Training vs demonstration of skill

When we watch competent people dance what we are observing is them demonstrating a level of skill that they already have. This skill was acquired through a process of training which was most likely progressive, that is, involved a series of steps whereby they started off with no skill and then progressively acquired the high level skill that allows them to dance skillfully.

This is important because many people seem not to realise that what you do in the process of training is going to be very different from what one sees when dancers demonstrate their skill that is the result of their training. Many (perhaps most) people see skillful dancers do a certain pattern of steps or some movement and they want to immediately learn how to do that specific pattern or movement.

They want to learn that without apparently taking into consideration that they are not themselves at the level to be able to execute that pattern or movement simply because executing it would require a level of skill that they do not yet have. I think that the idea that many people have is that learning the pattern of steps and movement then just requires a lot of practice of those steps or that movement in order to acquire the skill.

This, however, is a major confusion about the relationship between the process of training and demonstration of a skill acquired through that training. The pattern of steps or the movement is not the skill itself but a demonstration of movement skills that are distinct from the pattern, and that are presupposed in executing that pattern skillfully. By analogy, one does not learn to drive fast by driving fast. One first has to learn to drive slowly and then progressively faster. You do not learn to beat champion chess players by playing them from the start. You have to go through baby steps.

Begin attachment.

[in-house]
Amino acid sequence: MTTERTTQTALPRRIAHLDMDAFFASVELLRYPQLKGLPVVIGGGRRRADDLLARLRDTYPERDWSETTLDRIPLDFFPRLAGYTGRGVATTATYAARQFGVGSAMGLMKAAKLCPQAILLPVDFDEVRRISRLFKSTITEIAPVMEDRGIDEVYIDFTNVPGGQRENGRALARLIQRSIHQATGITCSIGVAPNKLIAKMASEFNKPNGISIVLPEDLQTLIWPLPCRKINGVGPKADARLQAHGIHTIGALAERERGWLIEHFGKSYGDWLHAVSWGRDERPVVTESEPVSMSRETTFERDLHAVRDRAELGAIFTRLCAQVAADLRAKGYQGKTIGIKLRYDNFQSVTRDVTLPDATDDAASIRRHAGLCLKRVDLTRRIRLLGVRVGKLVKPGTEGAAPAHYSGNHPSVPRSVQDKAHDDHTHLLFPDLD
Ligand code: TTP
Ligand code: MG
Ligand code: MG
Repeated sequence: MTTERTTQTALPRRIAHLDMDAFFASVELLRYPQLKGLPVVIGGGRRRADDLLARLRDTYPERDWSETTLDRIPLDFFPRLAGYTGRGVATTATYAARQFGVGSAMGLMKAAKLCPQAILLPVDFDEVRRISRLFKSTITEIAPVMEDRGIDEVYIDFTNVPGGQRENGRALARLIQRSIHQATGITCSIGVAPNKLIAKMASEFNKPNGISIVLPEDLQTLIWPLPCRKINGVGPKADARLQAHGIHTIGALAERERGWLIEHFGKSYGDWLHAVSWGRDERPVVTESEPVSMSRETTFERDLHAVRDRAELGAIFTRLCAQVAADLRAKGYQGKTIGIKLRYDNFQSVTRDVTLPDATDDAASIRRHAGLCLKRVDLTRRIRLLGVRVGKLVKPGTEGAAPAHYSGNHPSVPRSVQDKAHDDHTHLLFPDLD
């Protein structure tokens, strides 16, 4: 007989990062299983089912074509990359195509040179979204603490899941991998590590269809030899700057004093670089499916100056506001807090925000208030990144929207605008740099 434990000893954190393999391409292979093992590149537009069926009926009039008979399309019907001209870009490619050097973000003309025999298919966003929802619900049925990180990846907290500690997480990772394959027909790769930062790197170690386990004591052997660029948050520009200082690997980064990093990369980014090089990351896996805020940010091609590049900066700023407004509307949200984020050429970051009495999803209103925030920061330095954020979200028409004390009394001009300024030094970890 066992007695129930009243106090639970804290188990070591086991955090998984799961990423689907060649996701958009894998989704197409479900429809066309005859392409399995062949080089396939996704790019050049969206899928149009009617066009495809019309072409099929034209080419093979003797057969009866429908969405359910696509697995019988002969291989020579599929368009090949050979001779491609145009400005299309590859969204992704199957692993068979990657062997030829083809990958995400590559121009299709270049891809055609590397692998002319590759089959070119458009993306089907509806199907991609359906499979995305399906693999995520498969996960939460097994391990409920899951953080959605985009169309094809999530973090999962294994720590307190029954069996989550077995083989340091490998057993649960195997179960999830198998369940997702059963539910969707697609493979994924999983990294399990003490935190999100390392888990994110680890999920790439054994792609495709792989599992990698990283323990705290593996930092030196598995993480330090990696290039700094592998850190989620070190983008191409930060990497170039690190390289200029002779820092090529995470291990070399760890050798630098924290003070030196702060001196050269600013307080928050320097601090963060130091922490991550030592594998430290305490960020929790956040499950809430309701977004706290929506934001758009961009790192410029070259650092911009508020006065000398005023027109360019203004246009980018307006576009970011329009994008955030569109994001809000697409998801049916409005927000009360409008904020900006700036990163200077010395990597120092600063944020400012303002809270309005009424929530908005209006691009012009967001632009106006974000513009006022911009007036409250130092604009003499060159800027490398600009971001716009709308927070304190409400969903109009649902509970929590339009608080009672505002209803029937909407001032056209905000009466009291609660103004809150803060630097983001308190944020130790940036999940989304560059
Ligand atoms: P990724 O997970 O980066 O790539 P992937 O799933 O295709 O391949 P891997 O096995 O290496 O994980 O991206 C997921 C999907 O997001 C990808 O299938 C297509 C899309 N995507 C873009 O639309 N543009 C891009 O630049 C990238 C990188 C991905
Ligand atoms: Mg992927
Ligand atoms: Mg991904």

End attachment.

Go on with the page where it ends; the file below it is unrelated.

The problem is that in many (perhaps most) areas of expertise the skill required to perform an action is not acquired by performing that action repeatedly but rather by a completely different and separate process. The teachers typically know the process that can get the student from his current level of skill to the level required to perform the action that the student desires. Whether the student undertakes the correct training depends on both the teacher and the student. The student wants to learn to perform the action and the teacher can bamboozle the student by teaching what the student thinks he wants. Alternatively, the teacher can tell the student that the process requires doing something else to get to the desired destination. It is then up to the student to trust the teacher to show the right path. The image of the Karate Kid washing the car is the correct view of the situation.proxy.duckduckgo

This applies in many areas of expertise where the skill demonstrated and the training required to attain that skill are quite different. Many sports require physical strength that cannot be achieved by doing that sport itself but by lifting weights or some other sort of training. In music, learning to play long sequences of fast notes typically requires the patient practice of short sequences of notes at an excruciatingly slow pace to train the muscle memory in the hands.

If you just think about it, tango teachers would not be so generous handing out their spectacular stage choreography if they thought that the students could actually effectively execute them because then they would be creating unwanted competition. They know too well that attempting to perform these sequences sets the students back more than anything else. Conversely, many students naïvely think that if they master the sequence they will be able to set up as teachers themselves. They are then surprised that they never really get anywhere close to the level they expect. They were too impatient.

Like it or not, the reality is that the fast way to mastery is through slow practice: to execute a complex set of movements fast one has to first practice executing simple movements in a slow and focused way. These are not going to be the eye-catching choreographed sequences that one sees performed by champion dancers who then teach them in workshops. Trying to execute these complex patterns merely results in the acquisition of poor inefficient movement habits.